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Overcoming Apartment Fears - Afraid You'll Wind Up With a Bad Roommate?

Tips for Staying Positive During Your Roommate Search

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Unsettled

There are things you can do to help ensure you'll enjoy a good roommate relationship.

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Many apartment dwellers choose to have roommates because they know it can add to a positive overall apartment living experience. But they also know that living with a bad roommate can turn out to be a nightmare.

If you're starting to look for a roommate, it's understandable if you feel afraid that you'll end up with someone who's incompatible or problematic. Fortunately, although a good roommate relationship can't be guaranteed, you can take steps that will increase the likelihood you'll be able to enjoy a positive experience with your roommate.

Put the Odds in Your Favor

A roommate search isn't a simple game of chance in which you randomly pick someone's name out of a hat. On the contrary, you have control over choosing what you want in a roommate, and you also have ways to help make sure the person you choose fits the bill.

Here are two things you can do to increase the likelihood you'll end up with a good roommate and be able to enjoy a positive apartment living experience:

  1. Get to know a roommate candidate. Whenever you meet a potential roommate, don't just bet it will or won't work out. Take a moment to ask questions and actually see if the two of you are compatible. Talk to the roommate candidate on the phone and meet in person at least once, especially if the candidate is a stranger whom you met online. Don't be afraid to ask what you believe you need to know so that you get a clear picture of the person and what it would be like to share an apartment.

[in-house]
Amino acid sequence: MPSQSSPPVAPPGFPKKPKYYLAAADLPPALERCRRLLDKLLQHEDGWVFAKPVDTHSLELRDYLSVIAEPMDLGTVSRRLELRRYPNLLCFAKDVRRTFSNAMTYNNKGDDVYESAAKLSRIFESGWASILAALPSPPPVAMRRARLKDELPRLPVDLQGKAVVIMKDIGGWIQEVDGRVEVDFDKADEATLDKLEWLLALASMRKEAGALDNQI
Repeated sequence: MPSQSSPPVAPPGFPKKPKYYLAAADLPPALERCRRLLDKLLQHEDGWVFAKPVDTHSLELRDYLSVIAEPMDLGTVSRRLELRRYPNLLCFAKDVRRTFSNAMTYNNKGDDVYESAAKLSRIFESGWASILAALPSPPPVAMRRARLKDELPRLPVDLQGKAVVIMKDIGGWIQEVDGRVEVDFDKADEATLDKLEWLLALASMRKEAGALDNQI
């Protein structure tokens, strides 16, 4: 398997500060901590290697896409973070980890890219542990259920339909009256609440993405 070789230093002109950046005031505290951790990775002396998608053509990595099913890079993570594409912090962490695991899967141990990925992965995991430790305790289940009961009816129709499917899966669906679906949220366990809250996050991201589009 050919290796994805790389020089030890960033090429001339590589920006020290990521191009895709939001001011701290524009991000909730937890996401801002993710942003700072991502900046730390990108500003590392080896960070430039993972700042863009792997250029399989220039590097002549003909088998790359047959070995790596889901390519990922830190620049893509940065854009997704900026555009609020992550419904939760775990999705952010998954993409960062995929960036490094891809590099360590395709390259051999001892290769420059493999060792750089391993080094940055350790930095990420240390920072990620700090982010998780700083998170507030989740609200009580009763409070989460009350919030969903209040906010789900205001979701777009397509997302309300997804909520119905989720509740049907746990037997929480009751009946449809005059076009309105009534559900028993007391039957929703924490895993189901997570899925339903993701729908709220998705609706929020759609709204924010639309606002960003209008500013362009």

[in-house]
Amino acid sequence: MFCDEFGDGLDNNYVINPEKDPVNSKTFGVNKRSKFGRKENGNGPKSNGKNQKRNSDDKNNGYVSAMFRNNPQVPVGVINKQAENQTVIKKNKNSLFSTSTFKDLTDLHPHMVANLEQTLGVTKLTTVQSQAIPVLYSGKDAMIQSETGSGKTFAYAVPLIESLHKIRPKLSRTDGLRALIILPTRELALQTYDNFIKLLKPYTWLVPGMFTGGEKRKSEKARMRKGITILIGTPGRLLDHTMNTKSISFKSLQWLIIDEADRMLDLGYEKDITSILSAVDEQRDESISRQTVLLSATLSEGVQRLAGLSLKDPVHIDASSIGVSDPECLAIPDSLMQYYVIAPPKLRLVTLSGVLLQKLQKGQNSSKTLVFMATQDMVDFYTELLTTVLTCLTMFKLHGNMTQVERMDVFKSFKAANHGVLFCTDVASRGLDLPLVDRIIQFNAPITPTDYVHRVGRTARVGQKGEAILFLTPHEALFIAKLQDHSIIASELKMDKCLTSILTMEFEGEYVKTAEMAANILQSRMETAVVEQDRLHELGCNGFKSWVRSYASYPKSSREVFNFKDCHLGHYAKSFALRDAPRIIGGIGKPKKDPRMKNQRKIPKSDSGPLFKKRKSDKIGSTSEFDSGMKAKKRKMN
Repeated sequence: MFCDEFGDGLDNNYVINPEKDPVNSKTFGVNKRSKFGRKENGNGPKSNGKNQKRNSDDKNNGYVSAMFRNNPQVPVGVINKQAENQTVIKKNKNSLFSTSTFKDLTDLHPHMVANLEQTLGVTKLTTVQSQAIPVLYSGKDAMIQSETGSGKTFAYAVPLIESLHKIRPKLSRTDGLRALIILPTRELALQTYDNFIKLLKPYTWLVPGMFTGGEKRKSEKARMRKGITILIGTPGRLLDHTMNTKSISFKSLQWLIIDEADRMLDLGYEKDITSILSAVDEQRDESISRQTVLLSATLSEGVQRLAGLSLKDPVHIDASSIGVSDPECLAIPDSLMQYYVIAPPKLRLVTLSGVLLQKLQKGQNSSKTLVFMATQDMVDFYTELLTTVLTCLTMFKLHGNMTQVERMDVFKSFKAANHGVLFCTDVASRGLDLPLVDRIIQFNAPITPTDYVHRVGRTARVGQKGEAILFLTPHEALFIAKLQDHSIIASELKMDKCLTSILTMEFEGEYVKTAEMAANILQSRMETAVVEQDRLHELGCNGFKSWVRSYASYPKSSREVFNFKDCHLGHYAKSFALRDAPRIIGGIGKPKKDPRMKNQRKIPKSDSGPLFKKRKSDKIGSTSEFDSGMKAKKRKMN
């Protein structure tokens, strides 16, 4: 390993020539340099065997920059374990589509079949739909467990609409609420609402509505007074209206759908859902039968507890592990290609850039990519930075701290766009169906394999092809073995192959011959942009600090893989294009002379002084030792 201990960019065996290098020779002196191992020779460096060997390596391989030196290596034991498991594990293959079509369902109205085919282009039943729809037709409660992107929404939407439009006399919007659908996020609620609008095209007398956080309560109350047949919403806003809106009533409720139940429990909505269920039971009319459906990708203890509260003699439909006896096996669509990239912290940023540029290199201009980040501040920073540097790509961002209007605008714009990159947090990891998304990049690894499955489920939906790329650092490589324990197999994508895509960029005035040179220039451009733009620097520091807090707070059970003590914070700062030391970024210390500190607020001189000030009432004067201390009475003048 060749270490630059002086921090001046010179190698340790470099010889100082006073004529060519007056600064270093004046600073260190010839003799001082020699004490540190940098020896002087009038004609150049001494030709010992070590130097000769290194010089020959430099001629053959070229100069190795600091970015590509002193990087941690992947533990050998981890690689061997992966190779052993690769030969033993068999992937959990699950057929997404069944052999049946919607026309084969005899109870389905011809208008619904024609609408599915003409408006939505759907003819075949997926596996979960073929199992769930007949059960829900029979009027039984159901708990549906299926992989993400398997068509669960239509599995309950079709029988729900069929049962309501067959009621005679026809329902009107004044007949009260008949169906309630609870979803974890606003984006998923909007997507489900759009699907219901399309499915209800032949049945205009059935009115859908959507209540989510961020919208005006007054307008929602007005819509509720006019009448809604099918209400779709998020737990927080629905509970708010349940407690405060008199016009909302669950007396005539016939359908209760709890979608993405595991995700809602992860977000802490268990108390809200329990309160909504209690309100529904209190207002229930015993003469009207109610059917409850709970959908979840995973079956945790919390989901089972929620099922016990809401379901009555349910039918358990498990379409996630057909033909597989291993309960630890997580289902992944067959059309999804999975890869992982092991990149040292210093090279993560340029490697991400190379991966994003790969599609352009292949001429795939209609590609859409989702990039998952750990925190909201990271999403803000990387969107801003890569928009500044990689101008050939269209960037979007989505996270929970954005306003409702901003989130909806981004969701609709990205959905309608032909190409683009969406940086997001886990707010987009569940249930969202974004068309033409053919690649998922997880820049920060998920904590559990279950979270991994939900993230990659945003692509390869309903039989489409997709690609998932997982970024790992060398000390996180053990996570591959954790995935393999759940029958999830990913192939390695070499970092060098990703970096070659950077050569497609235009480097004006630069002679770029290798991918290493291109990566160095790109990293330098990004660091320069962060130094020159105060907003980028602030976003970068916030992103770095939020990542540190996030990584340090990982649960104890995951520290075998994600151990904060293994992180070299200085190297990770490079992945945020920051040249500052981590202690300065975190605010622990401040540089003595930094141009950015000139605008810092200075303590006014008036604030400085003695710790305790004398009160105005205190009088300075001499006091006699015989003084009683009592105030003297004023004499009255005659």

2. Work things out before you sign a lease. Even compatible roommates can encounter problems during the lease term if they're not on the same page when it comes to finances, housekeeping, and other aspects of apartment life. You can avoid problems by having honest discussions with potential roommates on these topics before you decide to sign a lease.

    So, when it comes to splitting rent, you should decide whether it's fair to do it evenly. For example, if you're renting a two-bedroom apartment with another person, you might believe that the one with the larger bedroom should pay more rent. If the bedrooms are the same size but one of them has an additional benefit, such as offering a beautiful view from a bay window, you might decide it's fair for that bedroom's occupant to pay a greater share of the rent.

    Even if it's clear to two roommates that they'll split the rent each month, you still need to discuss other apartment expenses you expect to incur over your lease term. Splitting everything evenly might make sense. But what about a situation in which one roommate consumes much more of the groceries while the other roommate mostly eats out or does take-out from local restaurants?

    In addition to getting important questions answered, having honest conversations early on with potential roommates can also help you gauge the candidate's attitude. If a candidate appears to be a reasonable, easy-going, non-confrontational person, it's a good sign that you'll be able to solve unforeseeable issues that may arise. On the other hand, if discussions seem like debates or negotiations and you notice a potential roommate tends to get defensive or argumentative, you may want to think twice about proceeding to room with this person.

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